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Old 06-11-2010, 09:32 PM
 
Location: Central Virginia
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Do you guys get the feeling that although NYC is safer than it's been in decades that people are extremely fixated on safety here?
Because safety is fleeting. A city can quickly change to unsafe. It's easy to forget the the high crime parts of the city in the 70's and 80's were not always like that. I had family in Brooklyn. My parents said in the 40's and 50's you never, ever felt unsafe. My dad's grandmother lived alone and was never scared. That started changing in the 60's and by the 70's it became as safe as a warzone. Things change and anyone who is old enough to remember the days of crime doesn't want to see that happen again.
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Old 06-11-2010, 10:00 PM
 
7,551 posts, read 7,981,754 times
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Quote:
Originally Posted by queensgrl View Post
In my old neighborhood, Woolworth's was replaced by a dollar store. Woolworth's pretty much sold the same stuff as the dollar store. We also had a Kress when I lived in Rochdale Village. Funny, we called these the five-and-dime store. I miss the candy store too. For those of you who don't understand my nostalgia, read through the posts on this site, Memories of Laurelton. Hopefully it'll give you a better idea of the way things used to be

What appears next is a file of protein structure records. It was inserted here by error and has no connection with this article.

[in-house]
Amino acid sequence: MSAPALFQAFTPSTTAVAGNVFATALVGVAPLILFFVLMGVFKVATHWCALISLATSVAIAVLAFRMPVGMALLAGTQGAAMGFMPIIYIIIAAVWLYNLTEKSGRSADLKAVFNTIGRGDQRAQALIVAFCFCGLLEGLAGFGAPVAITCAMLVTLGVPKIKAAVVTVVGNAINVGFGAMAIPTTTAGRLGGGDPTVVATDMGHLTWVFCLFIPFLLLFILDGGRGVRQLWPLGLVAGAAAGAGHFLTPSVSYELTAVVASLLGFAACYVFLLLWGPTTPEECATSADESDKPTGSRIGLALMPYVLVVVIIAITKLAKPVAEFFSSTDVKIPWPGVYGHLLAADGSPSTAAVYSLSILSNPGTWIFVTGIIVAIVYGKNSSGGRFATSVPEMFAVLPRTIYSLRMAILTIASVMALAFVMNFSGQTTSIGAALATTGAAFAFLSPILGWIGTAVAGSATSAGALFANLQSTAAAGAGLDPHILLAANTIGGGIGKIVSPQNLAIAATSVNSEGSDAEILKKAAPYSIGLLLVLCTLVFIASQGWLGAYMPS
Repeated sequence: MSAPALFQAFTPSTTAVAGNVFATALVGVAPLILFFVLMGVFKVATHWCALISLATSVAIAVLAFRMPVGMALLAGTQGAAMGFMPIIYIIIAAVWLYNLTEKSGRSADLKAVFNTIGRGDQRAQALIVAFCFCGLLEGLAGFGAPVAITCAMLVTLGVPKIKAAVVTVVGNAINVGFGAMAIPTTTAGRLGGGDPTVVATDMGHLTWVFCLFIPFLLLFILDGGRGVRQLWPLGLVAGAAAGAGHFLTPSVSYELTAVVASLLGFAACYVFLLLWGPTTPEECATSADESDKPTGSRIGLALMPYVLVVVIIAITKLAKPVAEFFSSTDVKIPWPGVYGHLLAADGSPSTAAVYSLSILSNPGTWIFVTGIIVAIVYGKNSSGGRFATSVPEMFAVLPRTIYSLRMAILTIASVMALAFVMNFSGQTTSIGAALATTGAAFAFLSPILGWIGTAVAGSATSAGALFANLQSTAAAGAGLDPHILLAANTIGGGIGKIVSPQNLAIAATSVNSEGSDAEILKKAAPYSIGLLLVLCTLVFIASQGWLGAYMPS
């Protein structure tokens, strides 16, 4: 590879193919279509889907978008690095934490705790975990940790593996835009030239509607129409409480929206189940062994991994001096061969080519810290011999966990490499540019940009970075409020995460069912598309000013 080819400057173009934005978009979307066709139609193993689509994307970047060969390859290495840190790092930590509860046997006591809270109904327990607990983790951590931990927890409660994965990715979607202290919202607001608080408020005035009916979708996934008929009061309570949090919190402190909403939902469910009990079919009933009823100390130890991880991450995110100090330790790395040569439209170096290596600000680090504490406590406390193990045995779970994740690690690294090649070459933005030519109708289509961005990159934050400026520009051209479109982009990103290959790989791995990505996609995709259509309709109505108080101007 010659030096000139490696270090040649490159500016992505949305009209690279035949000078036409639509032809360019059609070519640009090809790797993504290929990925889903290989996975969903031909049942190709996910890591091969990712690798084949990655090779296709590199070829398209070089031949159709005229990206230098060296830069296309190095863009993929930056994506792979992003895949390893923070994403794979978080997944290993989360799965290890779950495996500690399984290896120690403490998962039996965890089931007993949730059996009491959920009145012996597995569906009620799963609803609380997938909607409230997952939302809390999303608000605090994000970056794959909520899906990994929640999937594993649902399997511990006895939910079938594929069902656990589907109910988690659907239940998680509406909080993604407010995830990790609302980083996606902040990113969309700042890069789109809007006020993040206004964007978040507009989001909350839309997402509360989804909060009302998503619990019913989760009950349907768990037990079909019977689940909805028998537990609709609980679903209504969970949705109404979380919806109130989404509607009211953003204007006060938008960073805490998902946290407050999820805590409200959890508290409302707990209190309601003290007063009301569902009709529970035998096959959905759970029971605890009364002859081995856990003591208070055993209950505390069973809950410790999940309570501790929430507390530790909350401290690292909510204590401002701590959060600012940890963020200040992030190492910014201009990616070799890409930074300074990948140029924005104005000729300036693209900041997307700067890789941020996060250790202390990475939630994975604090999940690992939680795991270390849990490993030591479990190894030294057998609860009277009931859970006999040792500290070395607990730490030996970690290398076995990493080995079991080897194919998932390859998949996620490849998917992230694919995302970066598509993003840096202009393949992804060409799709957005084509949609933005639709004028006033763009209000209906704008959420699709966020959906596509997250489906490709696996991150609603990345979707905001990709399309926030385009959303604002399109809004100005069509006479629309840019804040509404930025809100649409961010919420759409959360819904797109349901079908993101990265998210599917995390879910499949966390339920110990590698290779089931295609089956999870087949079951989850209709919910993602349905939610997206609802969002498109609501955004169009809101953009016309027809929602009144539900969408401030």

Yes, you can find many of the products sold in the old Woolsorth's at a dollar store. Many Woolworth's also had a lunch counter. Does anyone remember popping the balloon to get your meal for a penny? Woolworth's sold sewing patterns and sewing notions, as well as yarn and knitting/hooks/crochet/crewl supplies. The dollar store doesn't carry that. They also sold cheap clothes, socks, cheap sneakers, etc. Lamston's and McCrory's were similar to Woolworths, but Woolworths was a much bigger retailer. Oh and Woolworths, and McCory's also had pet departments, selling fish, hansters, and birds.
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Old 06-11-2010, 10:01 PM
 
Location: Houston, TX
1,141 posts, read 2,783,818 times
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Originally Posted by Yankeerose00 View Post
Because safety is fleeting. A city can quickly change to unsafe. It's easy to forget the the high crime parts of the city in the 70's and 80's were not always like that. I had family in Brooklyn. My parents said in the 40's and 50's you never, ever felt unsafe. My dad's grandmother lived alone and was never scared. That started changing in the 60's and by the 70's it became as safe as a warzone. Things change and anyone who is old enough to remember the days of crime doesn't want to see that happen again.
Well said and it is only worsened by the fact that crime in NYC unlike many other areas of the country is "block by block".